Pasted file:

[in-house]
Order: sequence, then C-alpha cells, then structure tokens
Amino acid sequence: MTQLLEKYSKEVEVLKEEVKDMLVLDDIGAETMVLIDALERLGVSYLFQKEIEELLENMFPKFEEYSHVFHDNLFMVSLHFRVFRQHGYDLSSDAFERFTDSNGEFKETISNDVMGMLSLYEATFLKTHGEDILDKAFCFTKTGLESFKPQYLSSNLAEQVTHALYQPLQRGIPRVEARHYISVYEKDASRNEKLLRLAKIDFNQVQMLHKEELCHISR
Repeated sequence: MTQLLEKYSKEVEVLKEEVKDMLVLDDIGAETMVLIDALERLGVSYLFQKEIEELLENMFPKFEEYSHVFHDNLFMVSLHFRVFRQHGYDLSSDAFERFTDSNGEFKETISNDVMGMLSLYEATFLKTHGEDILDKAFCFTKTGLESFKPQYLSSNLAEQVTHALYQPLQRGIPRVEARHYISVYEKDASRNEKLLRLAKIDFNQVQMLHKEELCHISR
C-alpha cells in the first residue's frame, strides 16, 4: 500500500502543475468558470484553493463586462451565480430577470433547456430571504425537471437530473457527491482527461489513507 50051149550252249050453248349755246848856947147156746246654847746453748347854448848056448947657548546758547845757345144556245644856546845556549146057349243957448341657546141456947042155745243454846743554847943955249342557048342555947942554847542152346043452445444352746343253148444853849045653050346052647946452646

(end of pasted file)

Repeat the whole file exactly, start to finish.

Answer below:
[in-house]
Order: sequence, then C-alpha cells, then structure tokens
Amino acid sequence: MTQLLEKYSKEVEVLKEEVKDMLVLDDIGAETMVLIDALERLGVSYLFQKEIEELLENMFPKFEEYSHVFHDNLFMVSLHFRVFRQHGYDLSSDAFERFTDSNGEFKETISNDVMGMLSLYEATFLKTHGEDILDKAFCFTKTGLESFKPQYLSSNLAEQVTHALYQPLQRGIPRVEARHYISVYEKDASRNEKLLRLAKIDFNQVQMLHKEELCHISR
Repeated sequence: MTQLLEKYSKEVEVLKEEVKDMLVLDDIGAETMVLIDALERLGVSYLFQKEIEELLENMFPKFEEYSHVFHDNLFMVSLHFRVFRQHGYDLSSDAFERFTDSNGEFKETISNDVMGMLSLYEATFLKTHGEDILDKAFCFTKTGLESFKPQYLSSNLAEQVTHALYQPLQRGIPRVEARHYISVYEKDASRNEKLLRLAKIDFNQVQMLHKEELCHISR
C-alpha cells in the first residue's frame, strides 16, 4: 500500500502543475468558470484553493463586462451565480430577470433547456430571504425537471437530473457527491482527461489513507 50051149550252249050453248349755246848856947147156746246654847746453748347854448848056448947657548546758547845757345144556245644856546845556549146057349243957448341657546141456947042155745243454846743554847943955249342557048342555947942554847542152346043452445444352746343253148444853849045653050346052647946452646